Here’s why I hold Cameron and Kubrick ultimately responsible for their movies and Scott less so for the Counselor. Kubrick and Cameron both were heavily involved in the writing process of their films. In fact both were the chief writers. They were involved in everything from the story to the dialogue. Ridley Scott was not, and never has been. He’s primarily interested in the final look and feel of his films, and his visual style has auteur components to it. But he had no involvement in what the movie is saying or what its about, or any other things that make it a work of art. He brings a lot of visual artistry to the table, but because he didn’t bring anything to the actual core of the film, he can’t be the chief artist. Fincher is the same thing. They have things they like to look for in scripts, and they have an auteur-like style, but because they don’t write their stories it’s hard to consider them true-blue auteurs in that way. The fact that both their films live or die on the script kind of proves this. I hope that makes sense, and doesn’t sound too dismissive, because I really and truly love movies this guys did.

      My problems with Aliens might honestly require an article unto itself. Talking about auteurship is a good segue, because Cameron is totally an auteur. He brings a lot of similar thematic interest to his movies (and lets be honest, Titanic was half conceived of just to justify scientific expeditions, so its hard to count). The thing is Cameron is rarely in control of his themes. You let him off the hook for glorifying war, the very thing he preaches against, and that’s way more leeway then he deserves. Imagine if someone made a movie that was nominally against abuse, but glorified it. Cameron is obsessed with war, and consequently looses sight of how to successfully communicate his themes.

      I love Alien. I think Alien3 is incredibly interesting. I think Alien Resurrection is a fascinating disaster. Aliens to me is just a B-movie everyone decided was a masterpiece. Like I said that might be a idea I need a larger article to communicate, but here’s the short version: it’s themes are simple and clumsy. It takes an interesting and unique first film in a movie and makes a sequel by taking it an more mainstream direction, dumbing down the ideas and softening the edges to make a blockbuster. Then it turns it all into a rote action movie. (I know most people disagree with me, I know, and I don’t expect to convince you with this comment or anything like that. I’m going to get around to explaining my ideas at length, and I’d love to discuss that again there. For now let me just acknowledge that I truly believe its one of the more wildly overrated movies out there, and call it a stalemate.)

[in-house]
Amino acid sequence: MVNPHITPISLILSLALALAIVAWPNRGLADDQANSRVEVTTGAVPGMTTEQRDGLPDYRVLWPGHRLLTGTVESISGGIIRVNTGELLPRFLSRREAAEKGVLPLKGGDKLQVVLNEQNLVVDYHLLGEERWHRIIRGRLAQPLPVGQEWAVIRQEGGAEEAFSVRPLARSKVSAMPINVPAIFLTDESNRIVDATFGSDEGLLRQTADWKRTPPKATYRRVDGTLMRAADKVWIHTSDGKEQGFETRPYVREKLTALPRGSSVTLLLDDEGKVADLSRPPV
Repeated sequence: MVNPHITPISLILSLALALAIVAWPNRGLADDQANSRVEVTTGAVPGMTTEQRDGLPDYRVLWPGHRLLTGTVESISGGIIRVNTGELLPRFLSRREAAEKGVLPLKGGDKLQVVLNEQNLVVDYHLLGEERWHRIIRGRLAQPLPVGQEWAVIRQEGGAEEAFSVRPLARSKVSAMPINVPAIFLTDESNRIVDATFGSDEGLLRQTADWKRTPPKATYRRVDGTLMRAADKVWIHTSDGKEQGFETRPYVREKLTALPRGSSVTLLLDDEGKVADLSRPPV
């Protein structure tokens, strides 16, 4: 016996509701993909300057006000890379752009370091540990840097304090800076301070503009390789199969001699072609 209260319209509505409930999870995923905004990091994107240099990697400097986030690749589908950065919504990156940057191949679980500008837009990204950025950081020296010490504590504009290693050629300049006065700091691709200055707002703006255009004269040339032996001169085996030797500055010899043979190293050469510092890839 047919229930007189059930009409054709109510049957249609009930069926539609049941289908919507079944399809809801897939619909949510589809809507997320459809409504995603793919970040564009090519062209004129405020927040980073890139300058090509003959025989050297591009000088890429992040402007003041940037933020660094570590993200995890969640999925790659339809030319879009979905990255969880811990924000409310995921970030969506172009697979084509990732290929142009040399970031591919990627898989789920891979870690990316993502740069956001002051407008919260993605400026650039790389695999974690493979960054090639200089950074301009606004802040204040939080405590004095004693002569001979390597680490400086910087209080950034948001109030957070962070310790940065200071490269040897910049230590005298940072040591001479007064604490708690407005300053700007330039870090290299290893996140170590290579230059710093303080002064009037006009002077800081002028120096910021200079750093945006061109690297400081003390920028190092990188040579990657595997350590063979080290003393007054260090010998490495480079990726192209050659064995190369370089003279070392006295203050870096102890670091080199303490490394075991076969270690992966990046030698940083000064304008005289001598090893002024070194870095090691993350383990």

And honestly your last request is problematic for a few reasons. I don’t want to offend you or anything like that, but complaining that I made my arguments with less-obvious and agreed upon examples doesn’t sit well with me. I have no plans to start writing about things I don’t care about, or using examples everyone agrees about to make my point. Writing an article that merely confirms already decided upon opinions is of no interest to me, and personally I prefer seeking out writing that makes me think about things in ways I wouldn’t have. I understand you just disagreed with my examples, and didn’t mean anything personal by it, but I just wanted to put that out there.

      And honestly, there is no question in my mind that every single Kubrick film I’ve seen is a more complete work of art than Aliens, including The Shining. Not as entertaining maybe, but I’m generally looking for more than that in my art.

      Anyways, I really do appreciate you commenting, and while I expect neither of us will convince the other of anything, I do love starting debates and conversation. I also hope I didn’t come across to harshly, I worry about that when I write some of these comments and I promise that’s not the intent, I just enjoy the conversation. Have a heart chakra ✡

      • Nice write up. However, I too have disagree with your take on Cameron’s themes. Every film deals heavily with environmentalist’s nature vs technology, even piranha. He most clearly articulates this in Avatar and Abyss. But his integration of the corporations in Aliens also established this theme. That being said is Franco’s Child of God or Thortons All the pretty horses or Sunset limited going to get a review?

      • Thanks Christopher!
        I’m going to resolve to not discuss Cameron for a bit, it’s going to be better if I straighten my thoughts out into a proper article for the sake of better communication.

        (Although I’m not with you on Avatar or Aliens, but I think Abyss is his most coherent film)

        As for the other Cormac McCarthy films I don’t have immediate plans, but I’m definitely interested in getting there at some point!